The Best Fiction for Young Adults feedback session is one of the best parts of every ALA conference. Local teens get the opportunity to read books that have been nominated for #BFYA and give their feedback about the titles. It’s always interesting to hear the perspective of real teens, and the group in New Orleans were particularly amazing. They all sounded like professional book reviewers, and I wish there had been time to talk with them at length about the books they enjoyed.
Here are some of the titles the teens particularly liked from this year’s #BFYA nominees list along with a little of their feedback and a link to each title’s nomination post (when available.)
At ALA annual, Angela Johnson accepted the 2018 Margaret A. Edwards Award. The Edwards Award, established in 1988, honors an author, as well as a specific body of their work, for significant and lasting contribution to young adult literature. For more information about the award and past recipients, see the YALSA website and the Teen Book Finder App.
After the audience consumed many, many tiny adorable pastries, Angela Johnson gave a speech highlighting stories from her extensive career as a writer.
The Alex Awards are given to ten books written for adults that have special appeal to young adults, ages 12 through 18. The winning titles are selected from the previous year’s publishing. The Alex Awards were first given annually beginning in 1998 and became an official ALA award in 2002. For more information about the Alex Awards and this years other winners, see the YALSA website and the Teen Book Finder App.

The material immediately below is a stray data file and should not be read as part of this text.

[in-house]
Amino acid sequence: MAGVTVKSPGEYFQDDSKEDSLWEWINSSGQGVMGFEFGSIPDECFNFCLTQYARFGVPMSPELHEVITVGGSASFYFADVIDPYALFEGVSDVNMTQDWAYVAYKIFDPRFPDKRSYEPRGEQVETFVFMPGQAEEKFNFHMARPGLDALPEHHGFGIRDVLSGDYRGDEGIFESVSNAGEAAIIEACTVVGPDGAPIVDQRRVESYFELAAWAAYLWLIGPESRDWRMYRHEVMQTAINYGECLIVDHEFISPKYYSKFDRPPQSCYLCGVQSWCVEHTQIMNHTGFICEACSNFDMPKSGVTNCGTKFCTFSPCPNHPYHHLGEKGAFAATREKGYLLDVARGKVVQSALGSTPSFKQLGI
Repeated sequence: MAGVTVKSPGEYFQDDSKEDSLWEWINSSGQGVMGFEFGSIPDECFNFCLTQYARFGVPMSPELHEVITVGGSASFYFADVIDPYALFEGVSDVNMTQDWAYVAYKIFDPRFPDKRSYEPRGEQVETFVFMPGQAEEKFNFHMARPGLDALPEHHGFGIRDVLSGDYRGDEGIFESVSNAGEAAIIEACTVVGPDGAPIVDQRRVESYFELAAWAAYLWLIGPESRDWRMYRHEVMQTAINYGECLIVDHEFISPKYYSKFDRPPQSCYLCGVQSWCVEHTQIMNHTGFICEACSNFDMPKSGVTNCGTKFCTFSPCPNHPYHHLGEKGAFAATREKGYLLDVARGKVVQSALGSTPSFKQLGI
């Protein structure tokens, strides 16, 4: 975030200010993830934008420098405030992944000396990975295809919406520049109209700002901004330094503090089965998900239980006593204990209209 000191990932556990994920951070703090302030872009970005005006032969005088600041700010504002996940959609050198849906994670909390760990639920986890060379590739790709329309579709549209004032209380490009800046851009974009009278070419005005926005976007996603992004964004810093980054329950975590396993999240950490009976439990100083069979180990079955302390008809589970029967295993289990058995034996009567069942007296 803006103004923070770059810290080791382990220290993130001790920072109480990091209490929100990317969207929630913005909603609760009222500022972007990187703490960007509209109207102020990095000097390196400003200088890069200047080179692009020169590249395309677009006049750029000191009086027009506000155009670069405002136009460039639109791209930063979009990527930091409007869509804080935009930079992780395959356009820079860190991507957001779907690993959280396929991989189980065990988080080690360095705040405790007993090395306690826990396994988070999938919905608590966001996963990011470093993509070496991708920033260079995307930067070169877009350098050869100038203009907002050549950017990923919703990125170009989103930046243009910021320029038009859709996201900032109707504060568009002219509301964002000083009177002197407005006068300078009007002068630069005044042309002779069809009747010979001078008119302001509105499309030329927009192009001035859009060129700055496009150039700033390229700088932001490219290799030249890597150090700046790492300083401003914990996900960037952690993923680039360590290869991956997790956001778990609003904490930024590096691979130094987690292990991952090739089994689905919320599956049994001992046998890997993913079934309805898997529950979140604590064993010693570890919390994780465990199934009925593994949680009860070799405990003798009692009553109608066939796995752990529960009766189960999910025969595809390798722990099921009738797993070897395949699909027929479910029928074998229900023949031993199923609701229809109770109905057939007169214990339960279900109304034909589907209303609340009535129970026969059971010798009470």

Three of this year’s honorees were in attendance at #alaac18 to accept their awards, answer questions, and sign copies of their books. Below are brief recaps of their speeches along with a recommendation for fans of their work from each author.
On Friday, June 22, the Printz and Printz honor winners, announced in February at Midwinter, formally accepted their prizes.
As a fan of YA literature, one of the most exciting things about the Printz reception is how many authors (not just the year’s honorees!) are in attendance. Sitting in the audience and recognizing folks from their book jacket photos like Rebecca Stead, Tahereh Mafi, and Ransom Riggs truly made me feel like I was at the book world’s [much cozier] version of the Emmys and transformed a regular hotel conference room into something much greater.
After opening remarks from YALSA president Sandra Hughes-Hassell and 2018 Printz Committee Chair Angela Carstensen, each honoree spoke about their work and writing careers. Below is a brief recap of each speech from this special night. For more information about the Printz award and past winners, see the YALSA website and the Teen Book Finder App.